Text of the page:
2.1.3.1.1 Gasterophilus "Horse bots"

Annotations:

  • - Flies active in summer - Only live for a few days - Can lay many eggs First instar migrate through mouth and gums Second instar attaches in stomach Third instar in stomach
  • TREATMENT: Organophosphates (dichlorvos, trichlorphon) Macrocyclic lactones (ivermectin, moxidectin)
  • Control: Treat in winter when flies are absent Washing or grooming to remove eggs of little value 
2.1.3.1.1.1 G. intestinalis "common bot"

Annotations:

  • Eggs yellow, anywhere on front of body, hatch when licked Larvae are RED, occur in STOMACH, 2 rows of spines
2.1.3.1.1.1.1 Life cycle of Common bot
2.1.3.1.1.2 G. nasalis "throat bot"

Annotations:

  • eggs pale, laid between mandibles, hatch spontaneously Larvae are YELLOW, occur in DUODENUM, 1 row of spines 
2.1.3.1.1.3 G. haemorrhoidalis "nose bot"(rare)

Annotations:

  • Eggs black, laid around lips, hatch spontaneously
2.1.3.1.2 Oestridae
2.1.3.1.2.1 Oestrus ovis "Nasal bot of Sheep"

Annotations:

  • Fly viviparous Lays larvae on external nares Larva crawls into nasal cavity All larval stages found in nasal cavity Third install sneezed out Pupae develop in soil May occasionally be zoonoticFlies active in summer
  • Effect on sheep: - agitates sheep when laying larvae - chronic nasal discharge - predisposes to pneumonia
  • Treatment: - organophosphates - macrocyclic lactones - trematocides (rafoxanide, closantel)
2.1.3.1.3 Hypoderma

Annotations:

  • NOT PRESENT IN AUSTRALIA Common in Europe, Asia and North America
2.1.3.1.3.1 H. bovis "Northern cattle grub"
2.1.3.1.3.2 H. lineatum "common cattle grub"
2.1.3.2 Muscidae "flies"
2.1.3.2.1 Muscinae
2.1.3.2.1.1 Musca domestica "housefly"

Annotations:

  • - Involved in mechanical transmission of pathogens - intermediate hosts of nematodes and chested
  • Can cause: Nasal scald and fly dermatitis
2.1.3.2.1.2 Musca vetustissima "bush fly"

Annotations:

  • - breed in cattle dung - overwinter in northern Australia - causes similar problems to M.domestica (nasal scald and fly dermatitis)
2.1.3.2.2 Stomoxinae
2.1.3.2.2.1 Stomoxys calcitrans "stable fly"

Annotations:

  • Breed in decaying organic matter Effect on host: both sexes feed on blood Bite anything (mammals) -> horses and dogs commonly affected
2.1.3.2.2.2 Haematobia exigua "buffalo fly"

Annotations:

  • - Small grey fly - rigid, biting mouthparts - introduced from South East Asia - closely related to: H. irritants (of Europe & America) H.minuta (southern Africa) - feed on cattle, buffalo, horses and dogs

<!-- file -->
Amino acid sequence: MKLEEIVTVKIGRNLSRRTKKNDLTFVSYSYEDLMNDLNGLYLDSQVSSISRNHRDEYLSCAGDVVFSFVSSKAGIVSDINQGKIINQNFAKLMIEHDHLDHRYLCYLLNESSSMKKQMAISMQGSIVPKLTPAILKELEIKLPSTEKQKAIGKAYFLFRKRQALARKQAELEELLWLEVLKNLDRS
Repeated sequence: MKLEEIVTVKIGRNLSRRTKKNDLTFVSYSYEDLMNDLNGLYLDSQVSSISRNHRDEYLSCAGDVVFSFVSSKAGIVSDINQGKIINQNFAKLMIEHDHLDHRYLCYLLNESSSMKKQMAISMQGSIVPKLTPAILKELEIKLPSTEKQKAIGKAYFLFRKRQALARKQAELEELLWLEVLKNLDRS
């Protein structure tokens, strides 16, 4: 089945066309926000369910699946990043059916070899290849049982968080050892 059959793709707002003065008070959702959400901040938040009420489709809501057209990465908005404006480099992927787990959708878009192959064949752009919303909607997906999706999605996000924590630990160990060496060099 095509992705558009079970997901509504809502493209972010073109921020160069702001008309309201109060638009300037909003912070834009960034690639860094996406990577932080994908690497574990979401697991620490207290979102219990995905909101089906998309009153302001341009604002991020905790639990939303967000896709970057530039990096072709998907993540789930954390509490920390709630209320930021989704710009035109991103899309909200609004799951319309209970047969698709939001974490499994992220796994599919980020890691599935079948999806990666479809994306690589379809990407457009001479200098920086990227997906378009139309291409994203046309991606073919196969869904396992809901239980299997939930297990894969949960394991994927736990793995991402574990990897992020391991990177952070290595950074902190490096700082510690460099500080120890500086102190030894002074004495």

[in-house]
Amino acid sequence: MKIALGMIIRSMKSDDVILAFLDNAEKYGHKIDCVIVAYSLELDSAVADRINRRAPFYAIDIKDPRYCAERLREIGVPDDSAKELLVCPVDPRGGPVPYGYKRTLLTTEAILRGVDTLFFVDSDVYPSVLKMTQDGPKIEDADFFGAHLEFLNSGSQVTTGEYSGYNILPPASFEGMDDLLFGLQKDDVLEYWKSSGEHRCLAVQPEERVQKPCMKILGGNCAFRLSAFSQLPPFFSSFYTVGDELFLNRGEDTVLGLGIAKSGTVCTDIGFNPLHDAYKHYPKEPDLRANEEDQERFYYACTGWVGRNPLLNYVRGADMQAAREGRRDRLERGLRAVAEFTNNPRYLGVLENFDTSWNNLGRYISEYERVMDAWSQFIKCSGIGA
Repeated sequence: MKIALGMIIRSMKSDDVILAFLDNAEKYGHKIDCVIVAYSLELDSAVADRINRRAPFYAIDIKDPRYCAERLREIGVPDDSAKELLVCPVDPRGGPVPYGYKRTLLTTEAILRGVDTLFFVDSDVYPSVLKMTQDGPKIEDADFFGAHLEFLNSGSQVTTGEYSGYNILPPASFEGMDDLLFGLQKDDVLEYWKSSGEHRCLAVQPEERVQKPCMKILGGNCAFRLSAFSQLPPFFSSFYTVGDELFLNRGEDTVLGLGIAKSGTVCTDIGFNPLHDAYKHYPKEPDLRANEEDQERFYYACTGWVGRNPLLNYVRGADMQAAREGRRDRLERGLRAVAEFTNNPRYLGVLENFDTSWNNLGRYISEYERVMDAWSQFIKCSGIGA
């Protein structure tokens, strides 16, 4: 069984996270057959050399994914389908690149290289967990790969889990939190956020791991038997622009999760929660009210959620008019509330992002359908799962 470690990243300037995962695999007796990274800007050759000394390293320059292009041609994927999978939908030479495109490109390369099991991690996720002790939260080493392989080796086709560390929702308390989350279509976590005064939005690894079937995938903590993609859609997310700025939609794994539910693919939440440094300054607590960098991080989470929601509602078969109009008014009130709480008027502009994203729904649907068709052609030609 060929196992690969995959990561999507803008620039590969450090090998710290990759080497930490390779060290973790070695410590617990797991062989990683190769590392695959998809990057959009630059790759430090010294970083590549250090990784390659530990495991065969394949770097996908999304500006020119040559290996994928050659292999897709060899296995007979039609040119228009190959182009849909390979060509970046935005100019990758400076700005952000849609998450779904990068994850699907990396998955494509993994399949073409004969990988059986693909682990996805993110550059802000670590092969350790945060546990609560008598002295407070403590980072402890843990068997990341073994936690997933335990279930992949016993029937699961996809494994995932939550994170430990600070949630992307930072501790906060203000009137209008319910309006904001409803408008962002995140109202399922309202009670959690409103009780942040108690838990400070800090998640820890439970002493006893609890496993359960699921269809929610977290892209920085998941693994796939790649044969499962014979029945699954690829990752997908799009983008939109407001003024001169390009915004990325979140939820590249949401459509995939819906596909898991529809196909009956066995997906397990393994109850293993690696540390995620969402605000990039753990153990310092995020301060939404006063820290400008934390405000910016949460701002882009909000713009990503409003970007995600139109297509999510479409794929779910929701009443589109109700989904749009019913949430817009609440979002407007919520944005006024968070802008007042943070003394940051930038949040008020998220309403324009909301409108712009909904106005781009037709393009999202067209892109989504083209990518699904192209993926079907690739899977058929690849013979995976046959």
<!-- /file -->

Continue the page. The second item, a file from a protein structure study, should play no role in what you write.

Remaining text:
• Features of life cycle: - flies remain on host - die in 1-2 days away from host - leave host to lay eggs - breed in cow dung - emerging flies have 1-2h to find a host - adults live for 10-20 days - need temperatures >20'C - life cycle takes 7-11 days
  • Effect on host: - Bites are painful - Cattle rub to relieve irritation  - 2000-3000 flies a heavy infection - loss of condition or delayed fattening - milk production drop VECTOR: Trypanosoma evansi  and of nematode Stephanofilaria sp.
  • Control: Chemical dip/ Spray every few weeks. Fly traps (tunnel trap, Bob's trap) Ear tags impregnated with insecticides Dung beetles
2.1.3.2.2.2.1 FEATURED IN A VIDEO: life cycle of the buffalo fly
2.1.3.2.2.2.2 Distribution of the Buffalo fly
2.1.3.3 Hippoboscidae "louse flies"

Annotations:

  • - exclusively parasitic (blood feeders) - feet with strong claws - females viviparous - larvae pupate immediately  Some have wings, some do not
2.1.3.3.1 Melophagus ovinus "sheep ked"

Annotations:

  • NOT TO BE CONFUSED WITH LICE
  • No wings! - live in wool - pupal case attached to wool - pupae hatch in 19-36 days - live 4-5 months
  • Effects on host: - blood feeders  - cause anaemia - stain wool ("ticky wool") - transit Trypanosoma (protozoan)
2.1.3.4 Calliphoridae "blowflies"

Annotations:

  • Important environmentally Breed in decaying organic matter Adults feed on decaying organic material or nectar Faculative parasites (usually)
  • Major diseases: - Blow fly strike of sheep (cutaneous myiasis) - Screw worm fly (exotic)
2.1.3.4.1 Green species
2.1.3.4.1.1 1' Lucilia sericata

Annotations:

  • INTRODUCED - urban areas
2.1.3.4.1.2 2" Chrysomya rufifacies

Annotations:

  • NATIVE - sometimes 1' The hairy maggot blowfly Larva feed on other maggots
2.1.3.4.1.3 1' Lucilia cuprina

Annotations:

  • INTRODUCED - 90% of strikes Almost obligate parasite  Can breed in carcasses but out competed